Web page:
And the National govt prior who is primarily responsible for the dismantling of the Mines Inspectorate.

        Not to let the fifth Labour govt entirely off the hook; but ultimately this is a failure of the neo-liberal de-regulation ideology and that tars every Party that has both promoted it and failed to repudiate it.

      • gobsmacked 25.1.2

        Yes, I don’t see why the previous gov’t should get a free pass, and the Royal Commission hasn’t given them one.

        The decision to reduce mine safety inspectors was taken under National in the 1990’s, but did Labour right that wrong? Not AFAIK.

        As for Wilkinson, I’d like to give her credit, but I can’t quit my job and keep the same salary for a reduced workload, so I don’t think “resign” is the correct term here. “Handed over the file, without penalty, from either the boss or the taxpayer” would be more accurate.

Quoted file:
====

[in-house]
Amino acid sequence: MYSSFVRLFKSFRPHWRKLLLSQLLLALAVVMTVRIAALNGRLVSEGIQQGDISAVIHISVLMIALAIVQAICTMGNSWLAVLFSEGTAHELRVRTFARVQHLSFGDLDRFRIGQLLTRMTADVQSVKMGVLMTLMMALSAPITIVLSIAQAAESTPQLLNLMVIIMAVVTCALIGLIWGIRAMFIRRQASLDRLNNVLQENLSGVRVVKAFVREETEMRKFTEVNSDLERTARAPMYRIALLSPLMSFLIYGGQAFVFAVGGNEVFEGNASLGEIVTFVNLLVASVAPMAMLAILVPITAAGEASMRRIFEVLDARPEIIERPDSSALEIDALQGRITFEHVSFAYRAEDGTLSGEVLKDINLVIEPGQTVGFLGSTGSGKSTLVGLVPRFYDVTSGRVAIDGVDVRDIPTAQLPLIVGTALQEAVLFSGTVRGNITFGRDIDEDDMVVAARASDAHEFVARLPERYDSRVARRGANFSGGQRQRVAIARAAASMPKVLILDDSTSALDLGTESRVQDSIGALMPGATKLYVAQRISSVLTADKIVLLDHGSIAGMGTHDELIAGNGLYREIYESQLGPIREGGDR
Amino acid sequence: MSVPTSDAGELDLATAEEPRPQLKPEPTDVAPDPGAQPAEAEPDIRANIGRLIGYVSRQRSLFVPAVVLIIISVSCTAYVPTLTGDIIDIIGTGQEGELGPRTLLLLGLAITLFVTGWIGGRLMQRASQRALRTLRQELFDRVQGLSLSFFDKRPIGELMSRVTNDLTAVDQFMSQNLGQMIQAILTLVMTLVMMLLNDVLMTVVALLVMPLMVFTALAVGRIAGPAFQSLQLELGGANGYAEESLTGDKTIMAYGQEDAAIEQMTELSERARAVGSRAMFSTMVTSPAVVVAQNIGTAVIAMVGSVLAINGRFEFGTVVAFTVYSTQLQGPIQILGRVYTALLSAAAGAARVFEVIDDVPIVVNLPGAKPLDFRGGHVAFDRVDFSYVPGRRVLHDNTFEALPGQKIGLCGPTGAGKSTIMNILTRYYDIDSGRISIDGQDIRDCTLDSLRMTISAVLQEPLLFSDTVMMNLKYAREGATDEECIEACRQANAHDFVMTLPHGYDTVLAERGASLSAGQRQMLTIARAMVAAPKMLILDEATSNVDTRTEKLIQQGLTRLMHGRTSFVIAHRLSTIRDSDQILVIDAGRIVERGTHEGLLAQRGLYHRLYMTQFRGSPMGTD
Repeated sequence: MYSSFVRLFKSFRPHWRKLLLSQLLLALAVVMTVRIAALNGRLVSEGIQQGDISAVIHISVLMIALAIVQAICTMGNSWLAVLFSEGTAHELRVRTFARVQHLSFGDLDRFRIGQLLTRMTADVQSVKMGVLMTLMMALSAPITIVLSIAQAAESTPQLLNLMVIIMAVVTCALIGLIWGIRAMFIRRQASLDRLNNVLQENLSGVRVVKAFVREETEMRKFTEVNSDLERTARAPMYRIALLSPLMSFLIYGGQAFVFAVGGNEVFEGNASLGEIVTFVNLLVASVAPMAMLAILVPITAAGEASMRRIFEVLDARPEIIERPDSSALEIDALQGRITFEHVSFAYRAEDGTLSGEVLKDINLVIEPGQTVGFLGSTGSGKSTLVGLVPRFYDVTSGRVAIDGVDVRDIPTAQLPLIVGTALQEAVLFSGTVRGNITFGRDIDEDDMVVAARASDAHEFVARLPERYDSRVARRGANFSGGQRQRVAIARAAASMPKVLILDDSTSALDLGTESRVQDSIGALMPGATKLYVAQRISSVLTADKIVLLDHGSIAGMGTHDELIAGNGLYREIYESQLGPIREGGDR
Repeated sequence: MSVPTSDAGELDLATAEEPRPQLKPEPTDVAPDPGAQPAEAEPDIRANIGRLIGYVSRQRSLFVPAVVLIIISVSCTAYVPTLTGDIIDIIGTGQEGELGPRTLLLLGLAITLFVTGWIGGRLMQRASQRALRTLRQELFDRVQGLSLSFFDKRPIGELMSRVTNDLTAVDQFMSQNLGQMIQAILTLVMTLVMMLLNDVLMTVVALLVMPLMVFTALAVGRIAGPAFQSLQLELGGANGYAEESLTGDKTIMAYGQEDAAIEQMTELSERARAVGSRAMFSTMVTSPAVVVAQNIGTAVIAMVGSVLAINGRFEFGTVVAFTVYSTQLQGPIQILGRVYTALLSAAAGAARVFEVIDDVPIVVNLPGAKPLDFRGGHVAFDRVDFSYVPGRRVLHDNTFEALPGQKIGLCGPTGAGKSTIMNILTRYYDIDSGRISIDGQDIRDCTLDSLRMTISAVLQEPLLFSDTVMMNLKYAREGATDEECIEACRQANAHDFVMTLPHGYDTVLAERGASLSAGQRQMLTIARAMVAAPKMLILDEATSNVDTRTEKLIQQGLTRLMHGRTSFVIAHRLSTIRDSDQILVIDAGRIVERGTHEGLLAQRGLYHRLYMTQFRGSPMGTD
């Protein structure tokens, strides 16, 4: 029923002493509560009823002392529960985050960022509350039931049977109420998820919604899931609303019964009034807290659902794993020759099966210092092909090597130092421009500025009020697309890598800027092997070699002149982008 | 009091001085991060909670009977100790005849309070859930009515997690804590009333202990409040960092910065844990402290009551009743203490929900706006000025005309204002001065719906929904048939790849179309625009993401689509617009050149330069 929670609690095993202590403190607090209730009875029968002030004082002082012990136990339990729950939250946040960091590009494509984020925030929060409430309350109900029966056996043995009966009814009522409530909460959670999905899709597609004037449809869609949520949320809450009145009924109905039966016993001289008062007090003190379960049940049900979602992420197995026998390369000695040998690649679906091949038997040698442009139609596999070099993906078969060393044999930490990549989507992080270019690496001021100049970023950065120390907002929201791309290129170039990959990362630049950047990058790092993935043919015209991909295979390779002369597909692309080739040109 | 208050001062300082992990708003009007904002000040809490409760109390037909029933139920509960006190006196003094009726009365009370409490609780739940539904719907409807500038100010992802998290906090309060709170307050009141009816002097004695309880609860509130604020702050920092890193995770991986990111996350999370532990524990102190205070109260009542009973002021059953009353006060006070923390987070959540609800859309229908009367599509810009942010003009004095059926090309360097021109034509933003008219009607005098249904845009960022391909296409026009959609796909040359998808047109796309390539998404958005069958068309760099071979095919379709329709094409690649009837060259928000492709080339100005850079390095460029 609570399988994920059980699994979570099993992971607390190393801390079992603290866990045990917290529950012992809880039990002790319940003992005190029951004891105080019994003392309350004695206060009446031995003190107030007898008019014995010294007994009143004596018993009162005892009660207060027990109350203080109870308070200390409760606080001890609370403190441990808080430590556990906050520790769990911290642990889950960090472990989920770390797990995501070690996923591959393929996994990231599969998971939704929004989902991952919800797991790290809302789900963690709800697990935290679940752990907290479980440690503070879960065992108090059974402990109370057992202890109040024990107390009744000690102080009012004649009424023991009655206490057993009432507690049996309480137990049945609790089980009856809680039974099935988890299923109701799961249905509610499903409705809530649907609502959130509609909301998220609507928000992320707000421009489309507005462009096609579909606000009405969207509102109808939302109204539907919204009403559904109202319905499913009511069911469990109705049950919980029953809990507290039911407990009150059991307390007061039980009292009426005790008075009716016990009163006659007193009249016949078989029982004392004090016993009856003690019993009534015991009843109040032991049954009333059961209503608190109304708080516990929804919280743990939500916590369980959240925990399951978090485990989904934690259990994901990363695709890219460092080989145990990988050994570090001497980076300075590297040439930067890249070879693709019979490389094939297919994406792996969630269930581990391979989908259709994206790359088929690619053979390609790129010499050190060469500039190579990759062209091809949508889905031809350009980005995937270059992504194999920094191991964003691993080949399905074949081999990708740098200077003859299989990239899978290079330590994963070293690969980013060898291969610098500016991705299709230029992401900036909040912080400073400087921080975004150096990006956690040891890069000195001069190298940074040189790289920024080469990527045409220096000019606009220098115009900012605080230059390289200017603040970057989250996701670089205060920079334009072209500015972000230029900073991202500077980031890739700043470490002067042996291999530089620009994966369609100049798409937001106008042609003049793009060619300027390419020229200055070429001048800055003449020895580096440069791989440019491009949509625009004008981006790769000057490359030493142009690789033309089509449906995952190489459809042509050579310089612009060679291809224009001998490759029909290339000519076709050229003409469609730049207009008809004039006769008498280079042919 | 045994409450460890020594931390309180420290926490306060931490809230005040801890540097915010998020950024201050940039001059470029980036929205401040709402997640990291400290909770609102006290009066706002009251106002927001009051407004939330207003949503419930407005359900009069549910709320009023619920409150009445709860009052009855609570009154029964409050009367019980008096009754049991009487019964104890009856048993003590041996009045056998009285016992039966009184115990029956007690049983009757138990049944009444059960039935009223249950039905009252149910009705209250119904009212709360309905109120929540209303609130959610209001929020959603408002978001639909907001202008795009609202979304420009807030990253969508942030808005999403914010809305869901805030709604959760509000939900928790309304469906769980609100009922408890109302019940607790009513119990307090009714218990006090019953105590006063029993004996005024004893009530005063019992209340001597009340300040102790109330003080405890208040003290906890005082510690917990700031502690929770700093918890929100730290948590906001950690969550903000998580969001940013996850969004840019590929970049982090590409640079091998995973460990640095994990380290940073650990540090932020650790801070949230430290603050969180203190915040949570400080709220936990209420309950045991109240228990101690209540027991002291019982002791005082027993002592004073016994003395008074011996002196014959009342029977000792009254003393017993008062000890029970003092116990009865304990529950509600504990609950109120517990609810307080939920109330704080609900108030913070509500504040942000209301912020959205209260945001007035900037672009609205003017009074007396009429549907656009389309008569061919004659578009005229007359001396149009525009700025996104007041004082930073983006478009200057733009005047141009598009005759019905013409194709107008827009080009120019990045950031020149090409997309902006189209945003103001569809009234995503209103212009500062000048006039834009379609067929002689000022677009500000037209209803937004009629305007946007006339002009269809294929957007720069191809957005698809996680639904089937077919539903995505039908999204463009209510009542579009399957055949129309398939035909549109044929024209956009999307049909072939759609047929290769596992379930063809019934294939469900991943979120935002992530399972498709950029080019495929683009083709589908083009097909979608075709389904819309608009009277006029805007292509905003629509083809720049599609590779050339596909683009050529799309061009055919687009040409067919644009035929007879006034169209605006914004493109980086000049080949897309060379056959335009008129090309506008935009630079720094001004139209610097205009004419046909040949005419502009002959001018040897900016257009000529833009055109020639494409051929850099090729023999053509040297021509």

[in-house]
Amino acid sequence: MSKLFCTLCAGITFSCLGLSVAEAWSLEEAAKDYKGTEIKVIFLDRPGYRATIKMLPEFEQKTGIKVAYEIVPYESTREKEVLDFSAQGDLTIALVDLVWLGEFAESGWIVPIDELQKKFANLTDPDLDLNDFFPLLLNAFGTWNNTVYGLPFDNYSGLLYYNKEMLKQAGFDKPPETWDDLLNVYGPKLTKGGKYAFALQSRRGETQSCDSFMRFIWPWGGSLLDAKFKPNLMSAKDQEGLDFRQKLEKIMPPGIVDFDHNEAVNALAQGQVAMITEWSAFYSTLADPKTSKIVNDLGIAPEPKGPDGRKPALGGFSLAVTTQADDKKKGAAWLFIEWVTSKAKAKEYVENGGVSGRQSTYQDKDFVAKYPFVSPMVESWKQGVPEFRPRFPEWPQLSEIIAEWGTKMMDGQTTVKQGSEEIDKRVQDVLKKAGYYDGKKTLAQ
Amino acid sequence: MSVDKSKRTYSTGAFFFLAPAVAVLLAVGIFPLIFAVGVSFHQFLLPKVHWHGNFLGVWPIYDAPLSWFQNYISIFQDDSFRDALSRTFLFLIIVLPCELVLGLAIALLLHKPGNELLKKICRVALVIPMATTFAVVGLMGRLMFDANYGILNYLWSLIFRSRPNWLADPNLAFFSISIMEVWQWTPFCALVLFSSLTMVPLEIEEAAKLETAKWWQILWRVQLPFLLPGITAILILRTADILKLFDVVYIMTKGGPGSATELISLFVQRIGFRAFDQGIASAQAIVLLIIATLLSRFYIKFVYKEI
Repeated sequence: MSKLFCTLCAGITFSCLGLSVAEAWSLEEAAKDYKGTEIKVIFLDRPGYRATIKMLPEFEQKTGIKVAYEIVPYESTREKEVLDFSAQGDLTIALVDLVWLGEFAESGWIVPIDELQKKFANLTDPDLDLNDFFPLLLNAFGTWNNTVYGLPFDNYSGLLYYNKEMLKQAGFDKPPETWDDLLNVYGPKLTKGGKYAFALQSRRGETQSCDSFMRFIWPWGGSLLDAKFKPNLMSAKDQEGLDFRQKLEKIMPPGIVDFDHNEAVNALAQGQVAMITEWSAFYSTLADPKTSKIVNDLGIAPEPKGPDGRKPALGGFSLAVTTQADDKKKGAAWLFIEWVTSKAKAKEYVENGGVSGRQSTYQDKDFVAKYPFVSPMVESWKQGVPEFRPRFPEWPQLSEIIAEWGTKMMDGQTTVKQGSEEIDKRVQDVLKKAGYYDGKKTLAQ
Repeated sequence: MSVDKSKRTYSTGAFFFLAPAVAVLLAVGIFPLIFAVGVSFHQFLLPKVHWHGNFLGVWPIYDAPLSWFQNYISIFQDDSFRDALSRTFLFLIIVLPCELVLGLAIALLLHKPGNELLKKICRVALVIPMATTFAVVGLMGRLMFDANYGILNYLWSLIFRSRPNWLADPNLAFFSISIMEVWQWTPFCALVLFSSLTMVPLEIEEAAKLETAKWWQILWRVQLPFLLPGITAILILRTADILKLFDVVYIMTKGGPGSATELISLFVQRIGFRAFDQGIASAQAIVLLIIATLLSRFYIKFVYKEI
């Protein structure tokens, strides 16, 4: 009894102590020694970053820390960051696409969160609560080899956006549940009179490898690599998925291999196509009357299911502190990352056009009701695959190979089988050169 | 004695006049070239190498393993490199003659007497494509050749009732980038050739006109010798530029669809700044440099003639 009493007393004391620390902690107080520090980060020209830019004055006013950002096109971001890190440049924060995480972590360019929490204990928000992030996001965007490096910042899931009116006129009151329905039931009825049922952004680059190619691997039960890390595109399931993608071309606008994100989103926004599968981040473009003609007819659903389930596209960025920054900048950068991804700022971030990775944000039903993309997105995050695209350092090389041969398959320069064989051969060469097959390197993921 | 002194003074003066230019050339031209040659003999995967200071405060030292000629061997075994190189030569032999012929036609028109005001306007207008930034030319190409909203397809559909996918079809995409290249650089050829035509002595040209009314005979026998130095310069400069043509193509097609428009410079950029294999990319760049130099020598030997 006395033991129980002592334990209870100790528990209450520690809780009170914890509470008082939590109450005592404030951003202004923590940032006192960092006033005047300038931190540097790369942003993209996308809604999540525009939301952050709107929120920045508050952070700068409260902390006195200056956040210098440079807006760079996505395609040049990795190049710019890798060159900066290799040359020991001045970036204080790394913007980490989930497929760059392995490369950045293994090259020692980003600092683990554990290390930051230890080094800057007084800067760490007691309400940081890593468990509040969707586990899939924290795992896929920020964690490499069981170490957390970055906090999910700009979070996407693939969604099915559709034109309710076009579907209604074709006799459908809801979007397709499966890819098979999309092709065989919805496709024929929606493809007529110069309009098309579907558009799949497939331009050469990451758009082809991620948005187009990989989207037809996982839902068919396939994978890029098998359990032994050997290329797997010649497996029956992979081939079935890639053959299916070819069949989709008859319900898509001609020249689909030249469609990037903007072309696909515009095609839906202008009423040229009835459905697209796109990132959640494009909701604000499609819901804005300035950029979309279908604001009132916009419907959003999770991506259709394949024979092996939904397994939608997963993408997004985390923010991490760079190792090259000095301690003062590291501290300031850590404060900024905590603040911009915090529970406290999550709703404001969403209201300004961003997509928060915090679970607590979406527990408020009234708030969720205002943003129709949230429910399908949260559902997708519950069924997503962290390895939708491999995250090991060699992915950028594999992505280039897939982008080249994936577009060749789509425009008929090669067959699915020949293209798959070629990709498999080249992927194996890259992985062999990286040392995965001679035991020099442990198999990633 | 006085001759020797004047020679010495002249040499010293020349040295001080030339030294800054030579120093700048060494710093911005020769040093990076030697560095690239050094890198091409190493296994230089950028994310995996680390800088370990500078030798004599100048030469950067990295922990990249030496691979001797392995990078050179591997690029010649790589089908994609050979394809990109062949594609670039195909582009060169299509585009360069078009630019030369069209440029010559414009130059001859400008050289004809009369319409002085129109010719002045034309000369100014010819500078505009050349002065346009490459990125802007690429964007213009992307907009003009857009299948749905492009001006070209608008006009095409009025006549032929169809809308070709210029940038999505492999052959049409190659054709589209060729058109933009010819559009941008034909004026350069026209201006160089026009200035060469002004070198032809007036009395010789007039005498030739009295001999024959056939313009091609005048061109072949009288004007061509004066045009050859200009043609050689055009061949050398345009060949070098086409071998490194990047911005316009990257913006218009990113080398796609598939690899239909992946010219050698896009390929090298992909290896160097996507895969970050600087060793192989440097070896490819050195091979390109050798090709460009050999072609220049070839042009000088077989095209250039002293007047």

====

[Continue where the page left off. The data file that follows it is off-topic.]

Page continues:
• Jackal 25.1.3

        How is the Labour party responsible? One of the main causes is that the mine was used before it was ready. It was opened by Gerry Brownlee in 2008. I recall reading something about National fast tracking the mine opening as well. If the mine was constructed to design, which Labour did have some oversight for, you might have a point. But it’s likely that corners were cut and the design was not properly followed. Until we have the report, we won’t know for sure, which makes your claims mere speculation.

        • Colonial Viper 25.1.3.1

          Labour PARTY isn’t responsible.

          Labour GOVERNMENT was responsible for not reinstating the Mines Inspectorate which the union the EPMU should have MADE them do in the first term.